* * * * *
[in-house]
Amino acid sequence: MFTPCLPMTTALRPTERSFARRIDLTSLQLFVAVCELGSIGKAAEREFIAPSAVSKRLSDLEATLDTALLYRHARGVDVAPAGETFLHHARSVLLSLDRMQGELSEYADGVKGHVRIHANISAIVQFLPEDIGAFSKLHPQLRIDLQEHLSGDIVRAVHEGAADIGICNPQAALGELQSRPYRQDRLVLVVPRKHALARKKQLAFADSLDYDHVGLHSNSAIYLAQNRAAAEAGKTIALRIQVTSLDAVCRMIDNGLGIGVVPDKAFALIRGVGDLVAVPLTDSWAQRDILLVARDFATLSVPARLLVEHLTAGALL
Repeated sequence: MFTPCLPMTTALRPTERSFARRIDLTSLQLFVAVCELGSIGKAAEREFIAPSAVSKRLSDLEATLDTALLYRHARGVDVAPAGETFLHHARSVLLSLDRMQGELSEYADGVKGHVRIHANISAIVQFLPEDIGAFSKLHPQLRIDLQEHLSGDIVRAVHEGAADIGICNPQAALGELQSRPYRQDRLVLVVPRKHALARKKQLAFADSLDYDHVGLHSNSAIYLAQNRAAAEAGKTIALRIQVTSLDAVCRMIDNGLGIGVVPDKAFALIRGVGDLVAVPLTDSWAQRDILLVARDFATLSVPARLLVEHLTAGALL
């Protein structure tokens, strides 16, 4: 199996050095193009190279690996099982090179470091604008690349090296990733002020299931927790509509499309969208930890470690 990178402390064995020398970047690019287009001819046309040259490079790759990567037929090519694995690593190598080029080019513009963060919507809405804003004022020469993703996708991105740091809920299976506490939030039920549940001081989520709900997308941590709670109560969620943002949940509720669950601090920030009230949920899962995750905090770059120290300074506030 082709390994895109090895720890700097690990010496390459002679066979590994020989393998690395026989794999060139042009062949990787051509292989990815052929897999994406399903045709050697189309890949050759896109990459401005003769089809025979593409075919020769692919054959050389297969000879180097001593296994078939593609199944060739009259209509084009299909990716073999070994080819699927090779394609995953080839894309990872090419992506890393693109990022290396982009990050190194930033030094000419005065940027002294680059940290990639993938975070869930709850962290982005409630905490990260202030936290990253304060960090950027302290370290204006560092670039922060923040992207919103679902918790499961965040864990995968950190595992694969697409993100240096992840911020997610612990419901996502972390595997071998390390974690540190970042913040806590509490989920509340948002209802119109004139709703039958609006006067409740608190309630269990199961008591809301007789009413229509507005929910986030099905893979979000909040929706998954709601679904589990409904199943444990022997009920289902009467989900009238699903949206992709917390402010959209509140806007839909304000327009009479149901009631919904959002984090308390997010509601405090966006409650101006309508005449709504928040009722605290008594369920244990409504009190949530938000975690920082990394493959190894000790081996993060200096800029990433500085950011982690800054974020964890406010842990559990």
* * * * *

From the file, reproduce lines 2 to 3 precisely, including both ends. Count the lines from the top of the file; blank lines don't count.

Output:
Amino acid sequence: MFTPCLPMTTALRPTERSFARRIDLTSLQLFVAVCELGSIGKAAEREFIAPSAVSKRLSDLEATLDTALLYRHARGVDVAPAGETFLHHARSVLLSLDRMQGELSEYADGVKGHVRIHANISAIVQFLPEDIGAFSKLHPQLRIDLQEHLSGDIVRAVHEGAADIGICNPQAALGELQSRPYRQDRLVLVVPRKHALARKKQLAFADSLDYDHVGLHSNSAIYLAQNRAAAEAGKTIALRIQVTSLDAVCRMIDNGLGIGVVPDKAFALIRGVGDLVAVPLTDSWAQRDILLVARDFATLSVPARLLVEHLTAGALL
Repeated sequence: MFTPCLPMTTALRPTERSFARRIDLTSLQLFVAVCELGSIGKAAEREFIAPSAVSKRLSDLEATLDTALLYRHARGVDVAPAGETFLHHARSVLLSLDRMQGELSEYADGVKGHVRIHANISAIVQFLPEDIGAFSKLHPQLRIDLQEHLSGDIVRAVHEGAADIGICNPQAALGELQSRPYRQDRLVLVVPRKHALARKKQLAFADSLDYDHVGLHSNSAIYLAQNRAAAEAGKTIALRIQVTSLDAVCRMIDNGLGIGVVPDKAFALIRGVGDLVAVPLTDSWAQRDILLVARDFATLSVPARLLVEHLTAGALL